plutocracy

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plutocracy

1. the rule or control of society by the wealthy
2. a state or government characterized by the rule of the wealthy
3. a class that exercises power by virtue of its wealth
Collins Discovery Encyclopedia, 1st edition © HarperCollins Publishers 2005
The following article is from The Great Soviet Encyclopedia (1979). It might be outdated or ideologically biased.

Plutocracy

 

the rule of the wealthy and the dominance of money. Most often plutocracy denotes a state system in which political power belongs to the most well-to-do circles. Plutocracy may exist de facto and with high property qualifications established by law, or it may exist simply de facto and irrespective of declared democratic norms. Essentially, exploiting states are always plutocratic in nature, but the term is usually applied to states ruled openly by the highest and economically most influential strata of the most dominant class.

The Great Soviet Encyclopedia, 3rd Edition (1970-1979). © 2010 The Gale Group, Inc. All rights reserved.
References in periodicals archive ?
Though he himself does not represent plutocrats or kleptocrats, a sizable number of politicians occupying important positions in his party and government belong to these categories.
This is a lesson for all countries contemplating corporate tax breaks - even those without the misfortune of being led by a callow, craven plutocrat.
Critique: In a time of increasing polarization and the 'echo chamber' effect of being able to select news sources that reinforce a particular perspective on the social and governmental issues of the day, in an era where propaganda has become indistinguishable from unbiased information, "The Ideas Industry: How Pessimists, Partisans, and Plutocrats are Transforming the Marketplace of Ideas" is a critically important addition to both community and academic library Political Science and Contemporary Social Issues collections and supplemental studies lists.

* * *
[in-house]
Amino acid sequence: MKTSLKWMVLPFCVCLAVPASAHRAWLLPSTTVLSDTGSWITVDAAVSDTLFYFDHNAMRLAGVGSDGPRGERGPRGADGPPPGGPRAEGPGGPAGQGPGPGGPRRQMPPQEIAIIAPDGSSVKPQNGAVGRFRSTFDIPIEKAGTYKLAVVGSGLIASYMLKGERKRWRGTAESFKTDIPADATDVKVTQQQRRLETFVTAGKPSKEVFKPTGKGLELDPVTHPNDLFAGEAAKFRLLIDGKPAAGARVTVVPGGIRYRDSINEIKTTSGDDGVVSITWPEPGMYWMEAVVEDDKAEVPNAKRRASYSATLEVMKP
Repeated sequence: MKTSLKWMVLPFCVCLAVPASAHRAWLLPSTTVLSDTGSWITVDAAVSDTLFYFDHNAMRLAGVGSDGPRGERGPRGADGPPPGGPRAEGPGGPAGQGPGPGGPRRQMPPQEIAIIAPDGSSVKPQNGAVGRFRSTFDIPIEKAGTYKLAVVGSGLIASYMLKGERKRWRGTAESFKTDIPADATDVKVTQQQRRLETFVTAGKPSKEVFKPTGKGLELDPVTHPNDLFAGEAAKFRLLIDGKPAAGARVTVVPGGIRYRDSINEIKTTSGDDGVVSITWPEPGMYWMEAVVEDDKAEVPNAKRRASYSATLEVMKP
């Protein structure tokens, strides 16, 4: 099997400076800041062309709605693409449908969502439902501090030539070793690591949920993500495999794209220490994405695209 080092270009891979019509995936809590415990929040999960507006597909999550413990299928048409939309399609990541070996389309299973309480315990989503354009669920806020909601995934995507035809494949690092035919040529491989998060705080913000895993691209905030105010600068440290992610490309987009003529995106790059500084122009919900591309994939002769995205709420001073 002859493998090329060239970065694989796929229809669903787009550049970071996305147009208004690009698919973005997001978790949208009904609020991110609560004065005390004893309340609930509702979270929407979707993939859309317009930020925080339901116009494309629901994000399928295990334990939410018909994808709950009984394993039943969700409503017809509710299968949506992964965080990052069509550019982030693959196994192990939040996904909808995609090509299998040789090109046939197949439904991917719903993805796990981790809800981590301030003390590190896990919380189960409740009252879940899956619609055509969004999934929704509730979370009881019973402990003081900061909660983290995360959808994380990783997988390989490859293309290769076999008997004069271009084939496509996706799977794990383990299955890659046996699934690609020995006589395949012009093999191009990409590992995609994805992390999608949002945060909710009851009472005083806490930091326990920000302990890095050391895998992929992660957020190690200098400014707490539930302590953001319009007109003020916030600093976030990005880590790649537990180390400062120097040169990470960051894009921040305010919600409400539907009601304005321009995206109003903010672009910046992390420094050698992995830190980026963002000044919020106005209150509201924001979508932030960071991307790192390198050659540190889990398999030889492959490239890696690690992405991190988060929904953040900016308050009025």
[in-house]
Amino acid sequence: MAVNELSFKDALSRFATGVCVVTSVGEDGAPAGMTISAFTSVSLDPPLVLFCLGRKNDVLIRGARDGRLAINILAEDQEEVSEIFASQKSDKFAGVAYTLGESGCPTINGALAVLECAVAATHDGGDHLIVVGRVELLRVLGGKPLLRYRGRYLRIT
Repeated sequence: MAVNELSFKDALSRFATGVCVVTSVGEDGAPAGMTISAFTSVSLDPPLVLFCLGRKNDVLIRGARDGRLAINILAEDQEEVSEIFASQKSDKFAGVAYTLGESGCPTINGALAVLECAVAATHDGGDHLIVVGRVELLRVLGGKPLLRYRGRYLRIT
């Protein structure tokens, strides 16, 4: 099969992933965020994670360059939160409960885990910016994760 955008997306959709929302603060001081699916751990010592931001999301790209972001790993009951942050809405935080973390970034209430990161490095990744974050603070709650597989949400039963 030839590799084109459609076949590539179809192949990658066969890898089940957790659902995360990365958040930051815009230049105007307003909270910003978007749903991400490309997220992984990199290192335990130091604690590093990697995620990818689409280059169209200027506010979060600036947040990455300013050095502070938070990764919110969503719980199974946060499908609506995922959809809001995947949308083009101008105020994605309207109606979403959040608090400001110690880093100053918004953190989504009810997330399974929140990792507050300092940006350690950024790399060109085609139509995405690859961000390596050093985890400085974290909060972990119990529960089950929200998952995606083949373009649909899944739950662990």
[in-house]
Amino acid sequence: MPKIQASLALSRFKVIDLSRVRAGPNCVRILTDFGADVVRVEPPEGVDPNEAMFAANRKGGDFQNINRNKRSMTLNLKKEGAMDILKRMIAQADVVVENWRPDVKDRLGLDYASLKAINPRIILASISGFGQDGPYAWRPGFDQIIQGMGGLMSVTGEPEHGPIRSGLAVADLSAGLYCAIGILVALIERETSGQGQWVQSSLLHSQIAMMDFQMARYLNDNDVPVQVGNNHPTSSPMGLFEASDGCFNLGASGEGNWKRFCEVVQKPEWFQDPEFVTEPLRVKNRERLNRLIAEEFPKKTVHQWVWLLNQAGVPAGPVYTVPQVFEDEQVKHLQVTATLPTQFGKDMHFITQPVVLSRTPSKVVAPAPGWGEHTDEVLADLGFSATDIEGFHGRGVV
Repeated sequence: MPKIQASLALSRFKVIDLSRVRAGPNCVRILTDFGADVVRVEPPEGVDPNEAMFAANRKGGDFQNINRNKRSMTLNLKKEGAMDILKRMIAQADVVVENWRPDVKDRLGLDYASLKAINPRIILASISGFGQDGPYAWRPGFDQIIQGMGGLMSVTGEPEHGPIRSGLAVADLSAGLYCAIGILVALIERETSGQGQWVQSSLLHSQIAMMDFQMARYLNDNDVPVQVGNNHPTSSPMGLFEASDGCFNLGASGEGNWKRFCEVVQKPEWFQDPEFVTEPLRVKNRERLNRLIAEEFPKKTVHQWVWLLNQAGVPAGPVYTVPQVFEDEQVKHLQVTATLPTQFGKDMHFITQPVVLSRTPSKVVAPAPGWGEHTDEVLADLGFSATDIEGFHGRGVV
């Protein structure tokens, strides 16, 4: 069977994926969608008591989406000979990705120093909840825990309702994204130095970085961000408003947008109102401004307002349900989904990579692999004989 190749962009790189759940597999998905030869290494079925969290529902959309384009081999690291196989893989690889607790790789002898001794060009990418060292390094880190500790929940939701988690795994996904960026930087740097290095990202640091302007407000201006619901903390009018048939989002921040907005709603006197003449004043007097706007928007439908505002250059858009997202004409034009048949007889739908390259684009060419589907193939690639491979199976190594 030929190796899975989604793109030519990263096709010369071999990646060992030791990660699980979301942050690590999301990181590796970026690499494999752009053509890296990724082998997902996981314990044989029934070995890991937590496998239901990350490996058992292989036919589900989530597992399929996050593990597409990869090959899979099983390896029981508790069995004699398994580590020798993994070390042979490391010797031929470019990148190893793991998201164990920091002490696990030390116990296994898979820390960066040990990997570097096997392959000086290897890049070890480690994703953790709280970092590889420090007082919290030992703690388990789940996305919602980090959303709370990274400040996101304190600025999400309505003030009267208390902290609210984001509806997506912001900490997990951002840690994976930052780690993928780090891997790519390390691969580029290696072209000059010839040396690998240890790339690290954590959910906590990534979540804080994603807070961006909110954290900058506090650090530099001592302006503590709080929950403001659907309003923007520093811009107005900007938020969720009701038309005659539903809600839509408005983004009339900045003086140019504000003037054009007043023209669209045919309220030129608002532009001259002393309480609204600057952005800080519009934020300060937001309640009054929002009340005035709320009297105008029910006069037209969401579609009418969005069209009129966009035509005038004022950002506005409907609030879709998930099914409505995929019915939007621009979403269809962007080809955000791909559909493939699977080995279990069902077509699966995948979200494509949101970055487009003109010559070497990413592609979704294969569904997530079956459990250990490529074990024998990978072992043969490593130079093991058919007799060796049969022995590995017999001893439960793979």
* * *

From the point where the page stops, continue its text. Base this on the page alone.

But many such investigations into plutocrats' creative tax accounting were aborted because a great deal of sophisticated manpower is required to breach the walls hiding tax avoidance or evasion that are erected by the plutocrats' army of financial advisers, lawyers, and accountants.
West of the Brookings Institution, the book points out that plutocrats worldwide not only "own" candidates but "buy" political office--witness Bidzina Ivanishvili in Georgia, Serge Dassault in France or, most famously, Silvio Berlusconi in Italy.
Here, political parties, almost from one to all, have been reduced into family fiefdoms by a few plutocrats. And it is the family that dominates and domineer the whole party apparatus.
The plutocrats are in revolt, plotting to overthrow the government, start another war, reopen the factories and restore their wealth and employment for the masses.
It amazes me what lengths these plutocrats will go to squeeze the working man and woman.
Labor journalist Pizzigati reviews the history of the 20th century in order to remind us that such sentiments might have seemed equally valid at the start of the that century, but that a broad group of activists, union organizers, political coalitions, and others fought a long-running battle to curtail the privileges of the plutocrats and to create the conditions for an unprecedented expansion of the middle class.
In fact, as Thai Jones recounts in More Powerful Than Dynamite: Radicals, Plutocrats, Progressives, and New York's Year of Anarchy (Walker), many journalists found him hard to take.
And because money talks, this softness - call it the pathos of the plutocrats - has become a major factor in America's political life.
The plutocrats are so vital to us - we couldn't possibly do without them.